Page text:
After President Obama´s State of the Union address in mid January 2015, the reflection below by Susan Pinker, printed in New York Times on January 30th, stands out. In the address, Obama envisioned open Internet in every classroom, providing access of information to everyone and especially otherwise disadvantaged students. But according to Pinker, the solution may be the opposite.
Says Pinkerton: When it comes to uses of technology and impacts on teaching, access to the wide range of media tools for learning is as likely to widen the learning and knowledge gap as it is to decrease it. Economists at Duke University (Jacob Vigdor and Helen Ladd) tracked uses of networked computers among a high number of disadvantaged students, finding that reading and math skills significantly dropped — it did not increase. “Students tend to witness a persistent decline”, when gaining access to a home computer between ages 5th and 8th grade. “What´s worse, the weaker students (boys, African-Americans) were more sdversely affected than the rest”, she adds.
One might add that hhe general framework of the article falls well into the perspective oncer coined as the “knowledge gap” hypothesis, set forth in the 1970´s by media researchers Tichenor, Olien and Donohue at the University of Minnesota — relating to media literacy. It is especially within that perspective that Pinkterton´s reference to Nicholas Negroponte´s grand project One Laptop Per Child, staring out in 2006, becomes important. It was a program to introduce the world´s children – all of them — to PCs, cheap and affordable enough for everyone. Children would ideally be empowered to go online and teach themselves — in ways not too far off from Sugata Mitra´s Hole in the Wall project, from about the same time.
Relating in a direct way to David Conover´s lecture at the 2014 annual Future Learning Lab conference, in Norway, Pinker´s review points to research from the US. The general framework points to two things: First, uses of technology in the classroom depends a lot on the quality of the teaching support that comes with it. Second, the decisive factor is not the technology, but the teaching. In Norway, David Conover demonstrated success with applying Minecraft as game engine in teaching students from minorities and children/teen-agers at risk: What is more, Conover´s also demonstrated the cirtues of keeping things simple, and haviong an instructional design as well as a mentoring presdence in the classroom.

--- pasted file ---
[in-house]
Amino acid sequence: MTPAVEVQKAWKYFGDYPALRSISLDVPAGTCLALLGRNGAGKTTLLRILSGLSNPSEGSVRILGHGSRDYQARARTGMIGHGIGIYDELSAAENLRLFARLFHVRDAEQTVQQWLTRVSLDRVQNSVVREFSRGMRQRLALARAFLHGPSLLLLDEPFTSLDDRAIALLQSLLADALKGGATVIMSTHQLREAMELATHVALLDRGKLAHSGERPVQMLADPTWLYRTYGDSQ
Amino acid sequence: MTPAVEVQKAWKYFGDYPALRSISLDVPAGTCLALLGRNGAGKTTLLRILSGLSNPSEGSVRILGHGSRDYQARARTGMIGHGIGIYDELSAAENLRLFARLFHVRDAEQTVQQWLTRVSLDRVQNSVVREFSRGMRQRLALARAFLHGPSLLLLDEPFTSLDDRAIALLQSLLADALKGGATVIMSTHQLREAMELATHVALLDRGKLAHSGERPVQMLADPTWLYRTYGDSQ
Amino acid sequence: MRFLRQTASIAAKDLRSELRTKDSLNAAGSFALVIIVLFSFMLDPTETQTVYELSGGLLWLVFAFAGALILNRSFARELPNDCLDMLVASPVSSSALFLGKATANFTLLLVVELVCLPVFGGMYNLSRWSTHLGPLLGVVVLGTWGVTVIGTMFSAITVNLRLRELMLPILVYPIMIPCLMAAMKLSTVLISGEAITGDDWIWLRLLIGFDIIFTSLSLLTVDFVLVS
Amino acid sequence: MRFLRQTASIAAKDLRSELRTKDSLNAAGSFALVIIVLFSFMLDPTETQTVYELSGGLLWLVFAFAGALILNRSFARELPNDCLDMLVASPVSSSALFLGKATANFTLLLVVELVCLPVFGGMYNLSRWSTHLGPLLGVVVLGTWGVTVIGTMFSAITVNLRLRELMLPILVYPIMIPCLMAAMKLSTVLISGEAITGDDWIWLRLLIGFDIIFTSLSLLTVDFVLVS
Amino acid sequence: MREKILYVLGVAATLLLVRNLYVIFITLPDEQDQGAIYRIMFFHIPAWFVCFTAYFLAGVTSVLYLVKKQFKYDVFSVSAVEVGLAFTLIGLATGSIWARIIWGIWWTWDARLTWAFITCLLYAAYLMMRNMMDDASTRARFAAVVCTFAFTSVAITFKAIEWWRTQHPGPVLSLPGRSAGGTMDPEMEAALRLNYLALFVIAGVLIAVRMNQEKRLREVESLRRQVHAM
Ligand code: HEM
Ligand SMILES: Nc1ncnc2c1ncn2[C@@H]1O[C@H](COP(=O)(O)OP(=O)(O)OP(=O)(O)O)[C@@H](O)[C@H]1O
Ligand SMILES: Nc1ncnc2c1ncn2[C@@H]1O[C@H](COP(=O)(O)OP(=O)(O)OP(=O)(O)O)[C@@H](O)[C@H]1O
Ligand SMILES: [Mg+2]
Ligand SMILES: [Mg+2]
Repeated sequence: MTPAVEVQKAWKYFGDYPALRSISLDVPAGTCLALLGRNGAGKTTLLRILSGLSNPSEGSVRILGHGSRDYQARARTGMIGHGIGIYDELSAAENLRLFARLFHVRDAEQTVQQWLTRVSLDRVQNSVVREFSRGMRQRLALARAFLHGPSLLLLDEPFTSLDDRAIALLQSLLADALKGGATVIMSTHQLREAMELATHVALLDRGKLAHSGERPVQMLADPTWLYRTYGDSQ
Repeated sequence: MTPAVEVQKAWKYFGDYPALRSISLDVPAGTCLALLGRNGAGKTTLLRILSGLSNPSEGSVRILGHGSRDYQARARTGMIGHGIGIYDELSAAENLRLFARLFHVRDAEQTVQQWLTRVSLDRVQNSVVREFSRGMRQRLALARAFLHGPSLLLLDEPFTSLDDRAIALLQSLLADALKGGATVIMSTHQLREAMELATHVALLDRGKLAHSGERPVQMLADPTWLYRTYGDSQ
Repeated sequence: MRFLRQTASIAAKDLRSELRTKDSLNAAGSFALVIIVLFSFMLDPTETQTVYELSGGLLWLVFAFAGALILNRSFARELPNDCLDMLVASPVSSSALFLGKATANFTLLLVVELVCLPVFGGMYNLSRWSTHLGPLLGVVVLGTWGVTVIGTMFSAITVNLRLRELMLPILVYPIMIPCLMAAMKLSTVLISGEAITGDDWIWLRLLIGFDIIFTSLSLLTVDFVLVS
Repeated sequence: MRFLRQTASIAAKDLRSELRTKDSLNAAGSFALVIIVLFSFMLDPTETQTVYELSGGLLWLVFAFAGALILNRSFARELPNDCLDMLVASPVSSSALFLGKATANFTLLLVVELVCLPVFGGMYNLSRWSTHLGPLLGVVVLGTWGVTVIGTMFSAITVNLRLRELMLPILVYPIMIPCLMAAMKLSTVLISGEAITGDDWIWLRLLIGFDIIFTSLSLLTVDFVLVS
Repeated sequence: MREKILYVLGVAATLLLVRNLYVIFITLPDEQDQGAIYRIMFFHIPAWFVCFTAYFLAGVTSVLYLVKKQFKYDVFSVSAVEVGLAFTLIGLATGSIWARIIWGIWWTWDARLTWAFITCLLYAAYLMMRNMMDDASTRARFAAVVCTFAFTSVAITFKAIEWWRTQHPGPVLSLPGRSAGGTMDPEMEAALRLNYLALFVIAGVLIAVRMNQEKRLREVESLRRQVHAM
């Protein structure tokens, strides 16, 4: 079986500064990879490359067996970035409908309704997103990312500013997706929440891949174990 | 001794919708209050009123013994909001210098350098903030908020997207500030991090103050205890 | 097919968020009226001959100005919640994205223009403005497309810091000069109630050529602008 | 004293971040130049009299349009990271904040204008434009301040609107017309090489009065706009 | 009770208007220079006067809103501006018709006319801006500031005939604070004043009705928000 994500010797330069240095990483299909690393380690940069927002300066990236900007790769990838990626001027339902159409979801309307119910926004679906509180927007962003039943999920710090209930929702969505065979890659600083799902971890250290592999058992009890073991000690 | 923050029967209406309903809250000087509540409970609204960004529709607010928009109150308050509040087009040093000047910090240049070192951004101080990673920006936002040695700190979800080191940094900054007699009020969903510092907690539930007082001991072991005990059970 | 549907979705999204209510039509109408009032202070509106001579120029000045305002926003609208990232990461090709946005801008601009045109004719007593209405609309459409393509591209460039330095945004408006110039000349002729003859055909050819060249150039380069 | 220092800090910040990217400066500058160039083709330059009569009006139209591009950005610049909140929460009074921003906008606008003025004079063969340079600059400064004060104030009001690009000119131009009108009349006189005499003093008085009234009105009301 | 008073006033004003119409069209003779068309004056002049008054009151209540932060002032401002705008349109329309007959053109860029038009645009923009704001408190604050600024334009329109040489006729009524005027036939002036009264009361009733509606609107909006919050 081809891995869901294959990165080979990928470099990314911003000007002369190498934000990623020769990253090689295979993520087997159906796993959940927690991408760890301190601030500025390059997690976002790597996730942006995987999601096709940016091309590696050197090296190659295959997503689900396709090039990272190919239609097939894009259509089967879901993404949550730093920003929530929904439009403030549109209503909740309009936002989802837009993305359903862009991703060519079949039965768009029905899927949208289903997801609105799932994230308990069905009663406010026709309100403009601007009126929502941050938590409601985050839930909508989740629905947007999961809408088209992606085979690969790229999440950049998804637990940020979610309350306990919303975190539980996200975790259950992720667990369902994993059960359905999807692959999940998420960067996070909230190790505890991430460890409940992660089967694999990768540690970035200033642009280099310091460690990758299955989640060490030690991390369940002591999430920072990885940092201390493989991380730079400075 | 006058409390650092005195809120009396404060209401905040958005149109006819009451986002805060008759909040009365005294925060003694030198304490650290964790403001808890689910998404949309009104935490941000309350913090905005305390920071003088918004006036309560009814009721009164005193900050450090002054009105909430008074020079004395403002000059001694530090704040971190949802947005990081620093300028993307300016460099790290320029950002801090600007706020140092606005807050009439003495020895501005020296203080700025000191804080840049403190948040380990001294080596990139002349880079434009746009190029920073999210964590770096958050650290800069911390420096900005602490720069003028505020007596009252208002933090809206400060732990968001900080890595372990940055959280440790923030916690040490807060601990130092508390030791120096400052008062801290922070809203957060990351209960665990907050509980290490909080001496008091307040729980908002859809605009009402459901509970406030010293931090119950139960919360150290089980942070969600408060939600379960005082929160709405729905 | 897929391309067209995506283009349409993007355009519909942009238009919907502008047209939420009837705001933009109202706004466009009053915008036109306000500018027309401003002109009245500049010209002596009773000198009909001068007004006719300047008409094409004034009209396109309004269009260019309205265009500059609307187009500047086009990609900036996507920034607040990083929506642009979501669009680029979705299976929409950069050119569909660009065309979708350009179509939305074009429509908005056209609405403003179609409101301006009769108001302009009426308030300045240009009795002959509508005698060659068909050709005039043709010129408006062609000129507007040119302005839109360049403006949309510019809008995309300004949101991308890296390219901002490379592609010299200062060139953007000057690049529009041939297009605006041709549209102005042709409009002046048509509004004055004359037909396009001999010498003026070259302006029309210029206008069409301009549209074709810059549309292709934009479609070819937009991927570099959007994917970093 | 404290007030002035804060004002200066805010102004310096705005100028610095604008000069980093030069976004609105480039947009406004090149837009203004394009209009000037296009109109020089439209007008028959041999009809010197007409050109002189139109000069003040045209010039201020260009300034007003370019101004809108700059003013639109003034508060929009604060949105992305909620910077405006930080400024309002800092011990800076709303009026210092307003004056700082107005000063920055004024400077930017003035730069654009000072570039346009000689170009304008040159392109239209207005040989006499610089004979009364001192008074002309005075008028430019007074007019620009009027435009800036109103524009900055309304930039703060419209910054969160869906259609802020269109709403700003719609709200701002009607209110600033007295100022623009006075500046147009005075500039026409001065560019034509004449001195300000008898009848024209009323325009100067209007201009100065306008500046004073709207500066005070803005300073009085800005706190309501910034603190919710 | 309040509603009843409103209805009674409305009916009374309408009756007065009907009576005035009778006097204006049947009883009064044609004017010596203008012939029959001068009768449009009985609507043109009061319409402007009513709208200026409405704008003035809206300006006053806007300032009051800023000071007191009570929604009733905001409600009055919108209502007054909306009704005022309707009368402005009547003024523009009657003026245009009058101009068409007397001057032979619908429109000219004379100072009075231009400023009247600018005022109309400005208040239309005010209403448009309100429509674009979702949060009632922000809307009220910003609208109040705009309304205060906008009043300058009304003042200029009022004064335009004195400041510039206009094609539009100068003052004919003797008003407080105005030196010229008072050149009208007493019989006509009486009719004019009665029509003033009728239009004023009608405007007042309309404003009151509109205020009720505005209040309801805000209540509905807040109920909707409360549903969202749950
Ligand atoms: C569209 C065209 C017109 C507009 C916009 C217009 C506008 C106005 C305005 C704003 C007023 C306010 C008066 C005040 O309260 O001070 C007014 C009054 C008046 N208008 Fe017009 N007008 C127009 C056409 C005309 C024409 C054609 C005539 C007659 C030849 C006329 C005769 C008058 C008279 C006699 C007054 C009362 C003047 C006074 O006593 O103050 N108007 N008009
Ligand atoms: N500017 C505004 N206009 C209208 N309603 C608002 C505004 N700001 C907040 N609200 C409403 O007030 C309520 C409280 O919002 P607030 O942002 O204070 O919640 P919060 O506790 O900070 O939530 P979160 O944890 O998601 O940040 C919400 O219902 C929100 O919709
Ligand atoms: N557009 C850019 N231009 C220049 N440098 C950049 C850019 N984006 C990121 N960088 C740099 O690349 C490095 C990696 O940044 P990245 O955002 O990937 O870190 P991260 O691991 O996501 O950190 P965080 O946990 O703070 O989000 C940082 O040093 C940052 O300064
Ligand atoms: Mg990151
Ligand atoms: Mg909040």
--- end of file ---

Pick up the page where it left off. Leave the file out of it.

The mounting research evidence does not support the general virtue of adding technology and networking to students classroom experience. On the contrary, what the evidence shows is the continued importance of authoritative and mentoring teachers. So, the evidence actually points to the importance of working over the teacher´s training curricula, everywhere, to enable teachers to make good use of technology.
According to Pinker and NYT, technology does have a role in the class room — even after the novelty wears off. The effective ness is however a function of its relevance to the learning tasks at hand. “While we are waiting to find out, the public money spent on wiring up classrooms should be matched by training and mentorship for teachers,” she adds. And we should all listen carefully.